You needn’t be a New Yorker or even of a certain age to know the name Kitty Genovese. The murder of the twenty-eight-year-old woman in March 1964 came to serve as a symbol of the kind of collective apathy thought to have afflicted, if not defined, an era of soaring crime and imminent social breakdown. Thirty-eight people were said to have watched from their windows as she was stalked, stabbed, raped, and left for dead at three a.m. in the vestibule of a Queens apartment building, none having lifted a finger (or phone) even as her attacker returned to finish the deed. Books followed, courses of study were established, and an academic industry was built on the Genovese murder and “the bystander effect”—an interpretation dutifully tended down through the decades by a media reluctant to subject a story this “good” to the greater scrutiny it deserved. In fact, not nearly as many people witnessed the attack; few saw it in its entirety; and two called the police.
That might have been the scoop of James Solomon’s documentary The Witness, which follows Kitty’s youngest brother Bill as he pursues the nagging questions about just what happened to his sister and how in the fifty intervening years her murder became shorthand for a sociological phenomenon. But maybe more important than cataloguing the journalistic flaws—which had already been acknowledged in a 2004 New York Times story and by others reviewing the original reporting—the film helps reanimate a young woman known mainly for the notoriety of her death and by the photo accompanying almost every account of it, reminding us that this was a real person getting her life underway. The dramatic appeal of The Witness comes from the fact that Bill seems to discover certain facts about the life of Kitty Genovese just as the audience does.
As the driven sibling willing to admit the obsessive aspect of his quest, Bill Genovese, now sixty-eight, makes for a compelling guide. A handsome, articulate Marine who lost both his legs in Vietnam, he is polite but dogged in tracking down surviving witnesses and learning what they did or didn’t see. (That he is often shown wheeling himself to meet interviewees forcefully underscores the notion of his dedication to the mission.) He learns just how an exaggerated and erroneous version of the story that originated with The New York Times took root and became a trope repeated in everything from reports on 60 Minutes to speeches by Bill Clinton to episodes of Law & Order and Girls. He also meets, and shows admirable compassion for, the son of Winston Moseley—the man who killed Kitty—now a middle-aged minister whose own skewed understanding of the crime reveals how damagingly it affected him.
Yet it’s the section of the film that (un)covers Kitty’s life that works best.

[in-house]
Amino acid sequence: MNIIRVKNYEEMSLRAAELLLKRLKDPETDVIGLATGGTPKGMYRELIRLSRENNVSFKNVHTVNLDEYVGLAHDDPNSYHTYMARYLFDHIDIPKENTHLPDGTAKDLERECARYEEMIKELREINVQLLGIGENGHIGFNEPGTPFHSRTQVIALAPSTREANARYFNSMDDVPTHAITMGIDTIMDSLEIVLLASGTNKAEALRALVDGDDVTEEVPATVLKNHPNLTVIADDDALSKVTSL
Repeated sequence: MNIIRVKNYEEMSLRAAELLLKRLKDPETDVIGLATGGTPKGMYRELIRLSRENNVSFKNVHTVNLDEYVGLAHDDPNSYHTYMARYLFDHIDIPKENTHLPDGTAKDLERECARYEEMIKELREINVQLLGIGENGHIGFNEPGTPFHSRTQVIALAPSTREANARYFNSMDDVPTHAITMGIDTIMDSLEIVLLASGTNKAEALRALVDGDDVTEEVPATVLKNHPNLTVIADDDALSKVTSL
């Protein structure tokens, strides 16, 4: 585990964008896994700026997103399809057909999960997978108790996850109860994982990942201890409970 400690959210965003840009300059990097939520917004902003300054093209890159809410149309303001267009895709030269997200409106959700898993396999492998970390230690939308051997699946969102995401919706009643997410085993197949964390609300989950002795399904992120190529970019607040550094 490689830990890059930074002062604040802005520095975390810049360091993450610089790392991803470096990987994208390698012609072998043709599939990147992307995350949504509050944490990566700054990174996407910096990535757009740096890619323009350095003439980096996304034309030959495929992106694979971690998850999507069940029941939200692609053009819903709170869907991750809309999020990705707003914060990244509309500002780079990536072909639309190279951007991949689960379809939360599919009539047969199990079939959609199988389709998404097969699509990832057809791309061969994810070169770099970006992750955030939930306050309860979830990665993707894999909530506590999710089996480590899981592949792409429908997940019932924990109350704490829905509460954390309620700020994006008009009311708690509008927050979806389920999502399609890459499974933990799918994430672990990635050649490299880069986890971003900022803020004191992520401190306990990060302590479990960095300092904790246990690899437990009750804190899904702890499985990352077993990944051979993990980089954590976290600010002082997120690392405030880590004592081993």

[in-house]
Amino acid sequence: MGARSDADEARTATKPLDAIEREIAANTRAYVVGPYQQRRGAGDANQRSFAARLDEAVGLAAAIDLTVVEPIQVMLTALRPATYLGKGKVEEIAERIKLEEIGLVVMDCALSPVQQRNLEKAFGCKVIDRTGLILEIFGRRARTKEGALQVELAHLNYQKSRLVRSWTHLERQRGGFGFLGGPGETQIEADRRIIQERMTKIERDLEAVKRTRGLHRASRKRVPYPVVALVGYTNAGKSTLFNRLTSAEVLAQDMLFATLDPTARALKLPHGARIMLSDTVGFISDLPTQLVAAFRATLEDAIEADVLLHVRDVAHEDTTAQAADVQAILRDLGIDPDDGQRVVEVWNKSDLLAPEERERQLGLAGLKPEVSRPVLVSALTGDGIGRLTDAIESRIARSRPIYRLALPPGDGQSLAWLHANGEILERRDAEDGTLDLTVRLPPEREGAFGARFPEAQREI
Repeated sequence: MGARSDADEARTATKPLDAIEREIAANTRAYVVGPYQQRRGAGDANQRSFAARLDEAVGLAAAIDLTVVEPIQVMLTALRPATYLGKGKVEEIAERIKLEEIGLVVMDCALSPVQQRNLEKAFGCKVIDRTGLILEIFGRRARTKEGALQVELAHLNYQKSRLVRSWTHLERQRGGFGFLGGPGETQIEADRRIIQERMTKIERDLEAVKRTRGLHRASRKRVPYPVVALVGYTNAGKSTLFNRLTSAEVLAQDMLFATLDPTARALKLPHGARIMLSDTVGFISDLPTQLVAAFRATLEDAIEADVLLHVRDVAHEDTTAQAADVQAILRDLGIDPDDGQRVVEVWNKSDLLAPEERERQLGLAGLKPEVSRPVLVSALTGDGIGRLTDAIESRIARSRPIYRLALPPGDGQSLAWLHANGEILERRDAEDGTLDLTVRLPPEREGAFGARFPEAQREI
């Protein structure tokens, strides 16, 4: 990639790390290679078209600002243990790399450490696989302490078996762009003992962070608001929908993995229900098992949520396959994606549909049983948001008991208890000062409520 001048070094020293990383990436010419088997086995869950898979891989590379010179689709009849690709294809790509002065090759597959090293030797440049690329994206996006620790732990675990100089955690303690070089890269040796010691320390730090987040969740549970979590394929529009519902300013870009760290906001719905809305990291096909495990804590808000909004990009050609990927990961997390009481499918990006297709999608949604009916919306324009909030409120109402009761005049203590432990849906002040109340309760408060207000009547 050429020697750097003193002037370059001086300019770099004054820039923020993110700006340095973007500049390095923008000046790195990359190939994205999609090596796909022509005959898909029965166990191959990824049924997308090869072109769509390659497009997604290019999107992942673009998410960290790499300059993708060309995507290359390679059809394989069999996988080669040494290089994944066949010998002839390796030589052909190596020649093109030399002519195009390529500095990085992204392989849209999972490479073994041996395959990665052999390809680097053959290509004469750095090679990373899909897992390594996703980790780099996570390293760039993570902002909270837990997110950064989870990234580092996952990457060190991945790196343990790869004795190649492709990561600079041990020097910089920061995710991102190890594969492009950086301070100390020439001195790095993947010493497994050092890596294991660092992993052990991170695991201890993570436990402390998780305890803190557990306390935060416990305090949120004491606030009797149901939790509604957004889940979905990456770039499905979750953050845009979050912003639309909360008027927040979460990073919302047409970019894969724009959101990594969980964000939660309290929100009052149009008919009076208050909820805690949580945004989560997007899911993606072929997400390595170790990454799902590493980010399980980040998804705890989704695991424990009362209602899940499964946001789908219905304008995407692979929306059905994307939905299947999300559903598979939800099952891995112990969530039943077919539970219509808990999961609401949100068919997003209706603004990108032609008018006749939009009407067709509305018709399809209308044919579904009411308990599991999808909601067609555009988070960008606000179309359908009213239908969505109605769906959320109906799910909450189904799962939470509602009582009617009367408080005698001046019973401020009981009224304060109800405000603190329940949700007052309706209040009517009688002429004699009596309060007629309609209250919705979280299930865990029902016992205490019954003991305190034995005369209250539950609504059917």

With Bill, we learn from an interview with a girlhood friend what a cut-up Kitty was in high school, a characterization supported by amateur movie clips in which she dances and laughs. We learn that she was married, briefly, and that her ex-husband will not talk about it. We learn how she eventually met her lover (who is interviewed off-screen by request), the woman with whom she was sharing an apartment at the time of her murder—a painful and touching account that serves as a reminder of the difficulty of coming out in 1964, not to mention doing so as the oldest daughter of an Italian Catholic family. There are intimations that her parents might have suspected Kitty’s relationship for what it was but that denial might have confusedly mixed with guilt to compound their grief after her death.
The film stumbles in places. Eleven years in the making, evidence of its lengthy gestation is awkwardly apparent in interviews by a younger looking Bill with now deceased figures like A. M. Rosenthal (who was instrumental in pushing the original version of the story) and Mike Wallace. And a climactic, quasi-reenactment of the murder, featuring a shrieking actress and filmed on-site at the time it occurred, feels like a forced, unnecessary, and far too literal attempt at closure. Its high cinematic quality also makes it an odd fit, especially given the effectiveness of the smaller, intimately shot encounters preceding it. One such is a conversation with two now-elderly coworkers from the bar Kitty was managing at the time of her death. Was she ever the type to miss a shift or cause trouble, Bill asks. No, they scoff; she may have gotten pinched when asked to run numbers for the local bookie that one time (an arrest that resulted in the famous mugshot), but that wasn’t her fault. There’s a pause, then one of them, sounding like a loving older relative using a term of endearment from long ago, proclaims: Kitty was a pussycat.